The current mirror formed by transistors 34 and 35 forces an equal current through transistors 32 and 33. The voltage at nodes 42 and 44 are identical when the battery voltage equals the power supply voltage since the voltage drop across transistors 32 and 33 are the same. In the preferred embodiment, the power supply voltage VDD is greater than the battery voltage VBATTERY causing the voltage at node 42 to be less than the voltage at node 44. Conversely, if the power supply voltage VDD falls below the battery voltage VBATTERY, the voltage at node 42 will be greater than the voltage at node 44.

Amplification stage 49 amplifies the voltage at node 44 of input stage 48 and provides a corresponding logic signal at the output of Schmitt trigger 38. Amplification stage 49 comprises an amplifier stage 37 and a Schmitt trigger 38. Amplification stage 37 has an input coupled to node 44 and an output. An inverter or an output stage such as output stage 13 of FIG. 1 is suitable for amplification stage 37. Schmitt trigger 38 is an amplification stage having hysteresis for reducing jitter at the output of comparator 31 when the power supply voltage VDD and the battery voltage VBATTERY are approximately the same voltage. The hysteresis is a predetermined threshold that must be overcome for its output to change logic state.

Amplification stage 49 provides a logic one level at the output of Schmitt trigger 38 when the voltage at node 44 is greater than the voltage at node 42 and provides a logic zero level at the output of Schmitt trigger 38 when the voltage at node 44 is less than the voltage at node 42. The output of Schmitt trigger 38 couples to the control input of switch 39.

Switch 39 couples either the power supply voltage VDD or the battery voltage VBATTERY to an output 41. Switch 39 has a first input coupled for receiving the power supply voltage VDD, a second input coupled for receiving the battery voltage VBATTERY, a control input coupled to the output of Schmitt trigger 38, and the output 41. In a normal mode of operation, comparator 31 provides a logic one level to the control input of switch 39. The normal mode of operation corresponds to a condition where the power supply voltage VDD is greater than the battery voltage VBATTERY. Switch 39 couples the power supply voltage VDD to output 41. If the power supply voltage VDD fails or is turned off, it will trigger comparator 31 to provide a logic zero level when the power supply voltage VDD is less than the battery voltage VBATTERY. The logic zero level decouples the power supply voltage VDD from output 41 and couples the battery voltage VBATTERY to output 41.

By now it should be appreciated that a comparator has been provided for sensing a voltage difference between a power supply voltage and a battery voltage. The comparator includes an input stage comprising transistors of the same conductivity type configured such that each transistor operates in the saturation region of device operation. A Schmitt trigger is used in the comparator as an amplification stage which reduces jitter at the comparator output when the power supply voltage and battery voltage are at similar voltages.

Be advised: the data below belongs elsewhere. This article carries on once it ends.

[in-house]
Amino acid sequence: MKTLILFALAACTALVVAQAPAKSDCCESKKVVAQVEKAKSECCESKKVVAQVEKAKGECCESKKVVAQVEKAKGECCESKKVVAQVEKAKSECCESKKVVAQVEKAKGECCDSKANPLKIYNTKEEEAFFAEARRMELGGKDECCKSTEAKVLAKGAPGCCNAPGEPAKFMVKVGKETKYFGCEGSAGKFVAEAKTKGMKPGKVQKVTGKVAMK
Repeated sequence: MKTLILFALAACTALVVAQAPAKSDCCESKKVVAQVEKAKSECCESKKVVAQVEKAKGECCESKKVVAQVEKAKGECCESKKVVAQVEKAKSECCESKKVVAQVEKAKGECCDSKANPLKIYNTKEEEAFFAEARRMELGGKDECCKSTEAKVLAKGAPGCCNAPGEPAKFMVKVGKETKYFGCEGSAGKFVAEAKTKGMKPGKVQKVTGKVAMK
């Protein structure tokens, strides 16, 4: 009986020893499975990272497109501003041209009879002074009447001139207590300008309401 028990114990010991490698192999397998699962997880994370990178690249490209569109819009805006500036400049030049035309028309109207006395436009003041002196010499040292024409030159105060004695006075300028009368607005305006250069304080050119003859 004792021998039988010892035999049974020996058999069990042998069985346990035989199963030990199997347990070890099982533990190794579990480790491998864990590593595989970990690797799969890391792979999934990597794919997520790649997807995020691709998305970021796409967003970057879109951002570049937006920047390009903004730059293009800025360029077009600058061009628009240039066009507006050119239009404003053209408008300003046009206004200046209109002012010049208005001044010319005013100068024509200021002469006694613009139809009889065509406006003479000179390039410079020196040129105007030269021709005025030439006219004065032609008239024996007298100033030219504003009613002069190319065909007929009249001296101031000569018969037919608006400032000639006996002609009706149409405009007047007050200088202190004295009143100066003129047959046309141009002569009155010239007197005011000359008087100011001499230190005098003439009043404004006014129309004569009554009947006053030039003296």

While specific embodiments of the present invention have been shown and described, further modifications and improvements will occur to those skilled in the art. It is understood that the invention is not limited to the particular forms shown and it is intended for the appended claims to cover all modifications which do not depart from the spirit and scope of this invention.

Patent Citations
Cited PatentFiling datePublication dateApplicantTitle
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Referenced by
Citing PatentFiling datePublication dateApplicantTitle
US5838171 *Nov 22, 1996Nov 17, 1998National Semiconductor CorporationLow power real-time clock circuit having system and battery power arbitration
US6160430 *Mar 22, 1999Dec 12, 2000Ati International SrlPowerup sequence artificial voltage supply circuit
US6181172 *Dec 27, 1995Jan 30, 2001Philips Electronics North America Corp.High voltage detect circuit with increased long term reliability
US6340902 *Mar 1, 2000Jan 22, 2002Mitsubishi Denki Kabushiki KaishaSemiconductor device having multiple power-supply nodes and capable of self-detecting power-off to prevent erroneous operation
US7123460 *Nov 22, 2004Oct 17, 2006Broadcom CorporationMethods and systems for reducing power-on failure of integrated circuits
US7385446Jun 13, 2006Jun 10, 2008Monolithic Power Systems, Inc.High-impedance level-shifting amplifier capable of handling input signals with a voltage magnitude that exceeds a supply voltage
US7451929 *Feb 28, 2005Nov 18, 2008Symbol Technologies, Inc.Methods and apparatus for monitoring electrical contacts
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US7973595 *Sep 21, 2009Jul 5, 2011Freescale Semiconductor, Inc.Power switch circuit
WO2007099163A1 *Mar 2, 2007Sep 7, 2007Zentr Mikroelekt Dresden GmbhMethod for automatic operating voltage detection
Classifications
U.S. Classification327/77, 327/78, 327/80, 327/436
International ClassificationH03K17/693, H03K17/30
Cooperative ClassificationH03K17/693, H03K17/302
European ClassificationH03K17/693, H03K17/30B
Legal Events
DateCodeEventDescription
Sep 14, 2007FPAYFee payment
Year of fee payment: 12
Sep 26, 2003FPAYFee payment
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Apr 29, 2003ASAssignment
Owner name: JPMORGAN CHASE BANK, NEW YORK
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Apr 24, 2000ASAssignment
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Effective date: 19990804
Dec 29, 1994ASAssignment
Owner name: MOTOROLA, INC., ILLINOIS
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Effective date: 19941220